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Tuesday, 04 July 2017 08:37

The Educated Ignorantti

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[One of the most disappointing developments of the last 150 years or so has been the education of people. Once was a time when barely 1% of the population could read or write. It can be true to say not much development went on back then. One century went by much as the last one. But clever folk there were who nevertheless managed to rise and dispel some of the ignorance they encountered.  They were 'Elite'. For most people life, the world, reality was what they could see from the bottom of a deep hole of ignorance. That old 'Elite' actually knew a thing or two. They had worked out the value of knowledge. They had discovered ethics, right from wrong, morality and even manners. They gave us Chivalry, not to mention the combined knowledge and technologies of the past few millenia. Pretty good for far less than universal writing facility.

[The Mother Situation is a brilliant short film by Matt Day that explores three siblings and their plans to be rid of their ailing mother and to access her estate. It's a side-splitting comedy about a very dark subject that has implications for issues such as euthanasia, assisted suicide and elder abuse. The short film closes with the three accomplices waiting in their (now deceased) mother's lounge. A new character enters who we quickly learn is a real estate agent. As he provides an assessment of the value of their mother's property, the film closes at the siblings' jubilation. Michael Griffith's play, The Magnolia Tree is as far from a comedy as one can get. Similar to The Mother Situation, the play centres around three siblings, an ailing mother, conflicting directions, motives and emotions and ends with a 'kill or care' decision made by the audience. Again, it's all about the money.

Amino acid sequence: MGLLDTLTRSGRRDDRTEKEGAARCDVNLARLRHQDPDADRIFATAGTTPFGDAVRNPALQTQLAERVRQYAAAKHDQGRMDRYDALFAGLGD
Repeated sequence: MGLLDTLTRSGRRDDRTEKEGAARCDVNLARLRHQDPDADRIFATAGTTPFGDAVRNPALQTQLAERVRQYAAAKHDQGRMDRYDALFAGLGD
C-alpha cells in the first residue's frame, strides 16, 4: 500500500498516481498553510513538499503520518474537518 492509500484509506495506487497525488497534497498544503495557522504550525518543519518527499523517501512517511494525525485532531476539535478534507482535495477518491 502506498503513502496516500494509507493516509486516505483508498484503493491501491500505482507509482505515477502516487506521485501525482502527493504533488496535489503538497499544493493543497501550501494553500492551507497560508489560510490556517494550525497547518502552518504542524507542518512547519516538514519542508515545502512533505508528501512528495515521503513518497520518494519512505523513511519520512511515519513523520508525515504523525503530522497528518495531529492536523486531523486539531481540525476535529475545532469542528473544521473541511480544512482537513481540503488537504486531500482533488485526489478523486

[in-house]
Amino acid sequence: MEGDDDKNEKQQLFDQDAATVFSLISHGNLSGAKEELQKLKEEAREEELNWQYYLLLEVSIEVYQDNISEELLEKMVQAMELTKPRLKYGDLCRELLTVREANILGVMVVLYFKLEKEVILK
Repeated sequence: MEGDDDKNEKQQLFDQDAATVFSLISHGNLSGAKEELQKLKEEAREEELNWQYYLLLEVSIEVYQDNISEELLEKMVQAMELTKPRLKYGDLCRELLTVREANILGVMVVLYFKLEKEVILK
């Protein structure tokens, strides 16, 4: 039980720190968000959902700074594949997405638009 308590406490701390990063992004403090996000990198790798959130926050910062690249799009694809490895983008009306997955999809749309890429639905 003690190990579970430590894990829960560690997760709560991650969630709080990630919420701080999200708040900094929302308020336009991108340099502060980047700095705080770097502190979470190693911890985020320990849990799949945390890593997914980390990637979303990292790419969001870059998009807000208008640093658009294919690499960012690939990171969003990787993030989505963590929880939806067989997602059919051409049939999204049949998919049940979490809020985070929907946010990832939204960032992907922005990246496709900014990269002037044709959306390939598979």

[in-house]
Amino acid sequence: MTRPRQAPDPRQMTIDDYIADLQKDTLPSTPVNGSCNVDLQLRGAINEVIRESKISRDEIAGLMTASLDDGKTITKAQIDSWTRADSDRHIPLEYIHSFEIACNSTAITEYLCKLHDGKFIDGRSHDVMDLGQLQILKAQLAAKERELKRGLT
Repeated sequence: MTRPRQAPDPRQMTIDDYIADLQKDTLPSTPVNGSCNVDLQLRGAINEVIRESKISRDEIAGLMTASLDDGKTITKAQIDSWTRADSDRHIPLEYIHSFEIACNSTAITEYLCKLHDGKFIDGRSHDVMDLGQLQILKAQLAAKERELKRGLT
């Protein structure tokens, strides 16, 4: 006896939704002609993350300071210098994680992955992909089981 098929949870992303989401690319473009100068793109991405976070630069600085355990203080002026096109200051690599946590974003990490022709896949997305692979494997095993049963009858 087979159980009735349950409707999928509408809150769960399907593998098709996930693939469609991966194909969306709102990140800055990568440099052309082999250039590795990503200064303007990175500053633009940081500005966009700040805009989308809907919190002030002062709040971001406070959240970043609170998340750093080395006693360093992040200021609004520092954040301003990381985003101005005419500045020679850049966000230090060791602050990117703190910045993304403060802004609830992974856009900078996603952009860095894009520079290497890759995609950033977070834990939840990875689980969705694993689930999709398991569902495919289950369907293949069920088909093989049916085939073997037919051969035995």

Tuesday, 27 June 2017 08:51

The Challenge of Euthanasia

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The push to legalise euthanasia continues in the West. The Benelux countries led the way with legalisation (the Netherlands, 2002; Belgium 2002; Luxembourg, 2008), and some other states and countries have followed suit since then. While euthanasia is presented as something compassionate, it is anything but. Plenty of helpful resources on this are available, but here I want to mention two new resources which are worth being aware of. The first is a helpful piece in today’s Weekend Australia by Paul Kelly, and the second is a soon to be released book by myself. [This book is now available - Ed.]

Wednesday, 21 June 2017 18:17

5 Chilling Examples of Euthanasia's Slippery Slope